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MythBlast | The Place of Bliss

BY Raïna Manuel-Paris July 15, 2019

…to transform your hell into a paradise is to turn your fall into a voluntary act . . . Joyfully participate in the sorrows of the world and everything changes.
—Joseph Campbell, Sukhavati: Place of Bliss

With Sukhavati, a mesmerizing and spiritual portrait of Campbell emerges, as he challenges us to participate “joyfully in the sorrows of the world.”  Such joyful participation in the sorrows of the world is a truly revolutionary act.

Campbell tells us that by following our dream, “it will lead you to the myth world in which you live. The god is in you. It Is not something that happens somewhere else.” This is the truth to which all myths refer; this is the ecstatic song of the Sufi poets, and the mystics. This is the numinous, creative place an artist or an athlete can touch when she surrenders completely to the moment.

Dreams are the key. In truth, Campbell tells us, they are self-luminous, they shine of themselves as gods do. Through dreams we create our own mythology related to the archetypes. The dream is the path of our imagination, our capacity for this symbolic movement of the mind toward the eternal, the unfathomable.

Myths exist as a reflection of our deep longing for the numinous at the level of culture. Our soul knows what is real, what matters, and what the true nature of Beauty is. When we lie to ourselves, we get sick. Our dreams will tell us so, they will reflect our disconnection, our pain and take us to the brink — the borderland where chaos and order, dark and light, meet.

Psyche Entering Cupid's Garden (J.M. Waterhouse, paint on canvas, England, 1903)
Psyche Entering Cupid’s Garden (J.M. Waterhouse, paint on canvas, England, 1903)

To dare to enter into the adventure is to hold hands with the terrifying wisdom of Psyche; it is saying yes to the hero’s journey. To enter the place of bliss is to enter something greater than yourself and become animated with the fire of the gods living within us all. This experience can be nearly intolerable for those of us whose heart has been calcified by fear and trauma and, honestly, the return to the everyday world from the place of Bliss can be just as difficult.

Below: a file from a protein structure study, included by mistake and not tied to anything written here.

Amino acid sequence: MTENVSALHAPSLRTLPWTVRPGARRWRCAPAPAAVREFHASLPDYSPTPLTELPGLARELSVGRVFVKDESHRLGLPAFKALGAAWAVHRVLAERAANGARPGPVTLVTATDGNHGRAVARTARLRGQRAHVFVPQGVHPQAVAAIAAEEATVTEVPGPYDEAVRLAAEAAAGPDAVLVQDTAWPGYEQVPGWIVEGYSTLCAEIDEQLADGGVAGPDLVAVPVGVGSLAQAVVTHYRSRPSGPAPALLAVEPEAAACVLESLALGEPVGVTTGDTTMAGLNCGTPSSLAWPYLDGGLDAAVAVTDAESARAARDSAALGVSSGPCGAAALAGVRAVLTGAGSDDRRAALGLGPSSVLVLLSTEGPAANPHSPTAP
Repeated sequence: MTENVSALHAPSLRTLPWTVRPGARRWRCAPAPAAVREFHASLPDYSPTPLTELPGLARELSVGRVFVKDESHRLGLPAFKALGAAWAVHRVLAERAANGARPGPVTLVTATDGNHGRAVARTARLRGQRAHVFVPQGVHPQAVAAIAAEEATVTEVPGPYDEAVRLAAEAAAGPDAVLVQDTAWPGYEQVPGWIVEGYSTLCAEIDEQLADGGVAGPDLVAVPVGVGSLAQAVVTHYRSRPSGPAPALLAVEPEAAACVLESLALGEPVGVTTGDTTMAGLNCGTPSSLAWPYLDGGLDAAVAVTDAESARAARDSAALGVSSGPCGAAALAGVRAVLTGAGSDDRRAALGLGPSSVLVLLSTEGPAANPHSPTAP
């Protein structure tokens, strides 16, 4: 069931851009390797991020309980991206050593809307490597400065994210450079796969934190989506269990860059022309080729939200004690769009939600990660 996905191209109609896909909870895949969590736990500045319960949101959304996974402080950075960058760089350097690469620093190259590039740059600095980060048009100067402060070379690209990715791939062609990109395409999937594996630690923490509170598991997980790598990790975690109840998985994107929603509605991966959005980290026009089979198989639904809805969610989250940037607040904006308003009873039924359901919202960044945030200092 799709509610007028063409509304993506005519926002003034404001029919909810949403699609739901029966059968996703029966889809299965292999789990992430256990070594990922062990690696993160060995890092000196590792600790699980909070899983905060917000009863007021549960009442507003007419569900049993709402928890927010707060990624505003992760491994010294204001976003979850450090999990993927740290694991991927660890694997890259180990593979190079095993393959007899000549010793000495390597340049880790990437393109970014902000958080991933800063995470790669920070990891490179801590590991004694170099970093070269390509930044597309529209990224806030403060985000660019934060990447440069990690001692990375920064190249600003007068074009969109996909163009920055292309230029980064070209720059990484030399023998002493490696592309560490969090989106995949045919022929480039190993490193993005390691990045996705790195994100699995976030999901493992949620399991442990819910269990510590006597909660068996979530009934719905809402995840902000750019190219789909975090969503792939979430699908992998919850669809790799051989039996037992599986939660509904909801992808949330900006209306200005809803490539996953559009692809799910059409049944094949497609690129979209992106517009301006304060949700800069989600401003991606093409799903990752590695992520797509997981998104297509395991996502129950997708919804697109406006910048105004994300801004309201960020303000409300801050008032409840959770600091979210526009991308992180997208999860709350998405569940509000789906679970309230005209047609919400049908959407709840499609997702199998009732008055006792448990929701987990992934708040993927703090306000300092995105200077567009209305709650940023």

When we get lost, disconnected, or forget the guidance of the dream, as we tend to do, Life generously provides us with what often seems to be a crisis, but in reality is a moment of truth: the loss of a job, the death of a loved one, an illness, an accident, a betrayal. These are the initiatory moments that make us listen more deeply, question our motives, examine the old wounds that are covered over but not healed. These challenges are the portals to stillness and healing, where we can begin again to follow our passion, where we can follow our bliss. Mystery is at the core of life and each of us continues to wrestle with that archetypal principle in our own way.

It is often in the most difficult of times that the soul can finally free itself from the tyranny of the ego, and wherein one may “joyfully participate in the sorrows of the world where everything changes.” It sometimes seems the soul guides one into a paradise which exists in the midst of loneliness and despair.  When we have nothing left to lose, when even our very lives no longer seem to belong to us, when all seems lost, these are the moments in which the individuation process begins. In such situations it seems divine intervention is required, at least some unimaginable response that transcends the ego is needed, and that is exactly when the Self may appear, uniting heaven and hell in the same breath, in a revolutionary moment of total surrender to the fact that who I was, I am no longer, and who I am feels less than human, and is yet worthy of divine attendance.

Śiva Naṭarāja, Lord of the Dance (bronze, India, eleventh century <span style="font-variant:small-caps">a.d.</span>; public domain — courtesy of the Metropolitan Museum of New York)
Śiva Naṭarāja, Lord of the Dance (bronze, India, eleventh century a.d.; public domain — courtesy of the Metropolitan Museum of New York)

Lived as such, life is a revolutionary process. When we can accept the processes of life and death that occur again and again as a part of learning to live a life of soul–a life which has its origins in the underworld, we become free to choose, and we choose to “turn our fall into a voluntary act.” This experience presents itself to us in order to illuminate our journey toward an authentic connection with the Self, and extends both inward toward the individual soul and outward toward the world soul (Anima Mundi). It is the dance of life, the dance of Naṭarāja, the lord of creation and destruction.

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